Squaring Timber - Faine 459

By: Jon Faine

citroen b2 wooden frame citroen b2 wooden frame

The enormity of what I have done already is not in any way properly recorded

The wood has arrived. I have bought fancy glue, sharpened my chisels and honed the blade on my hand-me-down ancient but excellent Stanley plane, and in a celebratory splurge, rashly tossed out my garage sale ancient and bent set square and lashed out on a new one. Coachbuilding is, at last, under way on the 1926 Citroen B2 ‘Caddy’ boat-tail.

It has been several years of toil – slowly and tediously stripping down the old chassis, sanding and scraping everything back, making a temporary spray booth from plastic drop sheets stapled onto the ceiling and then doing whatever was needed to force the new paint to stick to the rust-proofed old steel.


Then the running gear was also degreased, stripped, wire-wheeled, painted and pimped before going back onto the axles. Next the chassis, reassembled, was re-introduced to the wonderfully powder-coated wheels on brand new tyres. The re-cored radiator has been married up to the motor/gearbox assembly and if I bolted a magneto on, we could use my newly fabricated shiny lathe turned crank handle to crank start the near-centenarian and take it for a spin. Soon. Still need to attach the exhaust – I suspect the neighbours would have something to say if that was missing.

It seems sacrilegious to condense several years of sweat and swearing into a few quickly digested paragraphs like that. The enormity of what I have done already is not in any way properly recorded there. It is like Vietnam – if you weren’t there you will never understand.

The next phase of the project now begins – fabricating the timber frame which will eventually be skinned in either aluminium (light but I can’t weld aluminium) or thin steel (heavier but easier to work on, and I can’t weld steel either… well, I can, but it’s not pretty). I have not got blueprints nor proper plans but have made various scale drawings and templates from the MDF buck that has featured in earlier editions of this most excellent magazine.


A set square makes its debut

Finding the right timber was harder than I thought. My original plan was to scavenge stuff from skips and house demolitions, and trim it to size. I found some superb Oregon beams, four metres long and plenty wide, thick as my thigh and superb grain patterns. Rich red in colour – and I thought I was home and hosed. De-nailed and cleaned up they were gorgeous.

Every professional I spoke to told me not to use it – too heavy, too bendy, too prone to splitting. So there go countless wasted hours and I have a shed roof full of the most beautiful planks I now no longer have any use for. We might have to renovate the kitchen just so that I feel it has not all been a waste of time.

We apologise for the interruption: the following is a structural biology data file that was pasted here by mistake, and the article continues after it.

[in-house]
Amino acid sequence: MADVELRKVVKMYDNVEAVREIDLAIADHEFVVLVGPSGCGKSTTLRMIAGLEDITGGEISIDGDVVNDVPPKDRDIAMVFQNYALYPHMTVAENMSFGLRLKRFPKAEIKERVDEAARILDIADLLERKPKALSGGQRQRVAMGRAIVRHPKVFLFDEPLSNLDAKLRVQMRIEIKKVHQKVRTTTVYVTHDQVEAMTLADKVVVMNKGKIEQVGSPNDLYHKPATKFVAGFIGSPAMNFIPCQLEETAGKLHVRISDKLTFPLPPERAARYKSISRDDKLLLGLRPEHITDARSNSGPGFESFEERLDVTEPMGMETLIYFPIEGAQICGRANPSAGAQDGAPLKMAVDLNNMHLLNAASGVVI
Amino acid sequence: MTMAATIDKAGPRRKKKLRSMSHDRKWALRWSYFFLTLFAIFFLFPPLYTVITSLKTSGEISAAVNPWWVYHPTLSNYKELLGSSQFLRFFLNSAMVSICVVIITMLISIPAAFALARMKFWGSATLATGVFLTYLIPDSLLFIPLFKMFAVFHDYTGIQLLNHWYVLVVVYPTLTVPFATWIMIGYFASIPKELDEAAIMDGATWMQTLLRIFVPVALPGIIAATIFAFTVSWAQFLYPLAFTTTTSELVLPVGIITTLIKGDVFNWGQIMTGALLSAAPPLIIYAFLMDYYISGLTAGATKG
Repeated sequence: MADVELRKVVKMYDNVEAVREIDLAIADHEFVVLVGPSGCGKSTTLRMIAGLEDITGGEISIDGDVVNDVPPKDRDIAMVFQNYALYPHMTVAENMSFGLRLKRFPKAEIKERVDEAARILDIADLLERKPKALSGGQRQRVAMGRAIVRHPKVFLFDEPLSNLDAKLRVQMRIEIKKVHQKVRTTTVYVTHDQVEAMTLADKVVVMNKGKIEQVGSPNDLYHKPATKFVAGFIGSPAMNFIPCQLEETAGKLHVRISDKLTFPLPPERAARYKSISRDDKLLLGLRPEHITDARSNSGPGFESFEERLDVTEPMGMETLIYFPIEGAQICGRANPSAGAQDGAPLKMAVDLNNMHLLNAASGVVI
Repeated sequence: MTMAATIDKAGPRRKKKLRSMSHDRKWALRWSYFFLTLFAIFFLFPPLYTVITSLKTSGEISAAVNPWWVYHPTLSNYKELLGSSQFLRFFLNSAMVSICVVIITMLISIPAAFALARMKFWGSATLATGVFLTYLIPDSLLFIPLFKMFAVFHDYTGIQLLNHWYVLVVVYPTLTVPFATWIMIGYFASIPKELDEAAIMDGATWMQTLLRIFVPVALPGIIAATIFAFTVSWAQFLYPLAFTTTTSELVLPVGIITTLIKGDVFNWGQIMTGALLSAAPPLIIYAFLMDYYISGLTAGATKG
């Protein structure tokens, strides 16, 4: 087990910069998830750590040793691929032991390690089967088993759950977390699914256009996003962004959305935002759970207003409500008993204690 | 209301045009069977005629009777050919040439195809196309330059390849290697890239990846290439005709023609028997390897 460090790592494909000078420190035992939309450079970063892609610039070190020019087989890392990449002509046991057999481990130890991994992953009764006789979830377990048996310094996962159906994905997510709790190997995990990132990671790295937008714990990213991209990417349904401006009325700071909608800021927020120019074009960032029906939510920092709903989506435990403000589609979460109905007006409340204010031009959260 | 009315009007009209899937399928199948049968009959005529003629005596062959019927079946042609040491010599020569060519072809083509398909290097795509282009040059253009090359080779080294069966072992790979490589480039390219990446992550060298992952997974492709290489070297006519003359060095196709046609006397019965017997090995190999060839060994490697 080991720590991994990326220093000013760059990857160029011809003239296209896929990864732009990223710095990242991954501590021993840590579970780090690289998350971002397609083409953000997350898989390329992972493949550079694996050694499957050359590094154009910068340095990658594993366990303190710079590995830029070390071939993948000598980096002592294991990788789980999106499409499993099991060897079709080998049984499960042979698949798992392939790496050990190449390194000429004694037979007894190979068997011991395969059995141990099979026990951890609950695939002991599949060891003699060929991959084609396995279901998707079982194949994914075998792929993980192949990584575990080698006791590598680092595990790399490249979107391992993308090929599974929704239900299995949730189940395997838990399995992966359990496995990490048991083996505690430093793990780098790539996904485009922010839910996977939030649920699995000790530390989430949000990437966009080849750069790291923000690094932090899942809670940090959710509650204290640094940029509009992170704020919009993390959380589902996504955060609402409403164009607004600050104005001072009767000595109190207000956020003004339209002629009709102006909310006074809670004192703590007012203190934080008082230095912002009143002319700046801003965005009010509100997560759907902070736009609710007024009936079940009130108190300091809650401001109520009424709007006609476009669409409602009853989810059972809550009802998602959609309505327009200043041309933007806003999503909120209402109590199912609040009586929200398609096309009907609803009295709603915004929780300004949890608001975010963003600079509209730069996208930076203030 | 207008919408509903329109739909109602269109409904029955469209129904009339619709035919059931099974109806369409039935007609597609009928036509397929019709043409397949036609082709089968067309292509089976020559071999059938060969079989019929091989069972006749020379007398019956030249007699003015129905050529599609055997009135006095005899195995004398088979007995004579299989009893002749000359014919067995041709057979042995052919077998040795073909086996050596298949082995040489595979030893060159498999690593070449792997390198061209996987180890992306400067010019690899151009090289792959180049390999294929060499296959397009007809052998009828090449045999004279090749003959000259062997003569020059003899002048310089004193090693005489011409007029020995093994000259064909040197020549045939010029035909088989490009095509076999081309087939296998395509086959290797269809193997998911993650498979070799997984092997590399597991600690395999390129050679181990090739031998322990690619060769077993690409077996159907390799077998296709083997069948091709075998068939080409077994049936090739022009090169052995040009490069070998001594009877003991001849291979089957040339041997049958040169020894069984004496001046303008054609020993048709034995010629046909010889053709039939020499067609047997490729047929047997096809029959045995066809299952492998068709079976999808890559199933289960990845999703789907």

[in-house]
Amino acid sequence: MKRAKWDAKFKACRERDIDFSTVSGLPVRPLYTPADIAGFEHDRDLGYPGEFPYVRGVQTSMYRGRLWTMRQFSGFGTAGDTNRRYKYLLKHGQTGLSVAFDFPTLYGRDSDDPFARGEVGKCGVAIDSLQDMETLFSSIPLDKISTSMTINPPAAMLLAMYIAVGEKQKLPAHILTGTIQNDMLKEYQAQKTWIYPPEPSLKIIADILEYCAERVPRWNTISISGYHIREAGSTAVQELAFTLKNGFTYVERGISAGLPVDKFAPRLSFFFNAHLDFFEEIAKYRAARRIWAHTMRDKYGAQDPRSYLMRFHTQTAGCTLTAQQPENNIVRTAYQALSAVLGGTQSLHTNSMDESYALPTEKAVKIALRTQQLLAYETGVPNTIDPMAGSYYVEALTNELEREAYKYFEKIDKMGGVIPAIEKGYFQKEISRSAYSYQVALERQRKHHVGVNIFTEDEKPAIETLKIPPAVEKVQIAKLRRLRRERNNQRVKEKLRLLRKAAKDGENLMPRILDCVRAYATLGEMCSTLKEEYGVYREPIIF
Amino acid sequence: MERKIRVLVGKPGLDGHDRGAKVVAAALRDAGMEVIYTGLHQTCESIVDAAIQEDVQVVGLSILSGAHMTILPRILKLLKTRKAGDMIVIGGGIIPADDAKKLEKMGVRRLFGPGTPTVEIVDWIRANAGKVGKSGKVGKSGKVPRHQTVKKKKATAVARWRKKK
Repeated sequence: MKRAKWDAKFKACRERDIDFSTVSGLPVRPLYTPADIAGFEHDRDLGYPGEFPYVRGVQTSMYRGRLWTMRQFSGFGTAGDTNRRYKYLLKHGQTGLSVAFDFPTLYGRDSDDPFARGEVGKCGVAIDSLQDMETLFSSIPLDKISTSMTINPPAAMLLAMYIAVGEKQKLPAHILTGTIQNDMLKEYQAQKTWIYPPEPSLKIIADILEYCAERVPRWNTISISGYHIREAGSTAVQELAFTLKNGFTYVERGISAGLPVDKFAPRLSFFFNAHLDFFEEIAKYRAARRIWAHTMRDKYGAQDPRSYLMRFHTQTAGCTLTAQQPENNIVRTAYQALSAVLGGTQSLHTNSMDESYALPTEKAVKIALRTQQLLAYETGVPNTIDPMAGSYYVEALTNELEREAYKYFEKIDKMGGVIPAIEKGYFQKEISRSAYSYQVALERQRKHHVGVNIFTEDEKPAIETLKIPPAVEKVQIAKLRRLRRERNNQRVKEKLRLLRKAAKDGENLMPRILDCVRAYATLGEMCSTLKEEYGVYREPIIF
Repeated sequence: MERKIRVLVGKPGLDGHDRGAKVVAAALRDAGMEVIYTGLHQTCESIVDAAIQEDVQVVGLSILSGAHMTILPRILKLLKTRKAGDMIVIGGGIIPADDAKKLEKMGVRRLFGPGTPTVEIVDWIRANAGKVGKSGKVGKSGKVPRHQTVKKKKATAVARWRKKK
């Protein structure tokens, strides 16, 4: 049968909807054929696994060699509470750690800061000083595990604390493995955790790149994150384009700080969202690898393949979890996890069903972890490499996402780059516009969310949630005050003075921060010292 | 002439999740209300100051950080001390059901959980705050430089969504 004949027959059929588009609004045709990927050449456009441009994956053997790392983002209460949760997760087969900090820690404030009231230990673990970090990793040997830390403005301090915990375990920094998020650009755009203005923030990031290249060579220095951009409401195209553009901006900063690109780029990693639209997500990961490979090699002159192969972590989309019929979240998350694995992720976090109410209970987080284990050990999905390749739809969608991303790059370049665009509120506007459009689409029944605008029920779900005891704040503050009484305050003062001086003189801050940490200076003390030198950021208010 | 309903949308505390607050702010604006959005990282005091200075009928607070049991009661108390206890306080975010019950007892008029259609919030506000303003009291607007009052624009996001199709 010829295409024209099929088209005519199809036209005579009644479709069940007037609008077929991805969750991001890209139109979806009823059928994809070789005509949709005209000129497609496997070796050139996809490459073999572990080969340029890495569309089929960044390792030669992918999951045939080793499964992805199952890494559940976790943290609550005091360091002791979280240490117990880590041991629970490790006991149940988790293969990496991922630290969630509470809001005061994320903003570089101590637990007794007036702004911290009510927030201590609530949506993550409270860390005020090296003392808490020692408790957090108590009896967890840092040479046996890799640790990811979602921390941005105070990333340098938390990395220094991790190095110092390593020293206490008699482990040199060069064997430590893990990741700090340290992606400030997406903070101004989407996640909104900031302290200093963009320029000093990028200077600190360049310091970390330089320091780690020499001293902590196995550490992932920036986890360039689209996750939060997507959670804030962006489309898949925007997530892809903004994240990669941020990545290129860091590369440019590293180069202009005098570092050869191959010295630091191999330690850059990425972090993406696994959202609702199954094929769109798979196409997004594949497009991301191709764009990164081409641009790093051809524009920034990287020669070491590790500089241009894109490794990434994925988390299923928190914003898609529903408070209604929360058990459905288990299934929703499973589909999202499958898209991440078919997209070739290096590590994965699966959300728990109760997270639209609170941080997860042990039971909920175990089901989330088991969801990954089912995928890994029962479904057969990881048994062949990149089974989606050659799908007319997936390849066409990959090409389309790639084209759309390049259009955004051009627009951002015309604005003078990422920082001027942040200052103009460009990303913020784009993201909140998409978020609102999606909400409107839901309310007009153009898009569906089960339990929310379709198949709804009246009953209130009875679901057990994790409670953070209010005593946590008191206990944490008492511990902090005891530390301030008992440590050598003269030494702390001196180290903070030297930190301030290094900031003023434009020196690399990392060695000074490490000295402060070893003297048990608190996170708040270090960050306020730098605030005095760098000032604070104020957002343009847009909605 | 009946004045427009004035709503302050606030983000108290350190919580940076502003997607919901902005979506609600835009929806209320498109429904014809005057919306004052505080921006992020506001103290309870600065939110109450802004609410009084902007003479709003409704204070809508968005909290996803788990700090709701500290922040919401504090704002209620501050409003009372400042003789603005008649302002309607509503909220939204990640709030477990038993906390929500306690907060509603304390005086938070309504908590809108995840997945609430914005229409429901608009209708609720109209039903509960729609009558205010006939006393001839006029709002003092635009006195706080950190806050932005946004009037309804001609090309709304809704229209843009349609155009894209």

A delivery of American Ash was arranged, 55mm thick and mostly 200mm wide. My frame will be made from pieces 45mm thick , and the only two wide timbers are the 1.6m side-rails. The rest has been chopped up into what I hope are the right size elements of what will be the frame. Everything has gone through my second hand electric thicknesser to gradually size it down to 45mm thick and every edge has been squared.


Trying to 'square' timber planks

Who knew it was so hard to get a plank of timber square? The first one took half a day, and a lot of cursing. I have also discovered the vital role of the dust collector and although wearing masks everywhere has become ‘de rigeur’ of late, in my shed while creating huge piles of shavings and spraying timber dust everywhere it is non-negotiable. Tip for others, passed on to me by the pharmacist when I was buying industrial quantities of hay-fever tablets and nasal spray; buy a Vaseline container and before starting dusty work insert finger in Vaseline and line the nostril membranes with a thin prophylactic layer of Vaseline. Nasal secretions stopped in their tracks – sorry, I know it is a family magazine.

I am now doing practice mortice and tenon joints and finger-jointing on soft pine to try to make my mistakes on off-cuts and sacrificial bits before charging into the real stuff. Needless to say, it is harder than it looks on You Tube or in the books I have been consulting. Getting a cut that is accurate enough to promise a tight fit is much more challenging than anything Mr Rippon taught us in woodwork class in Form 2.

Carving out the two bottom rails will be followed by the A pillars, for which I have the originals although they are rotten, split, have the wrong curvature (having come off a tourer body not a boat-tail) but are better than nothing as a starting point. And then…it will all just fall into place, won’t it?


From Unique Cars #459, Nov 2021

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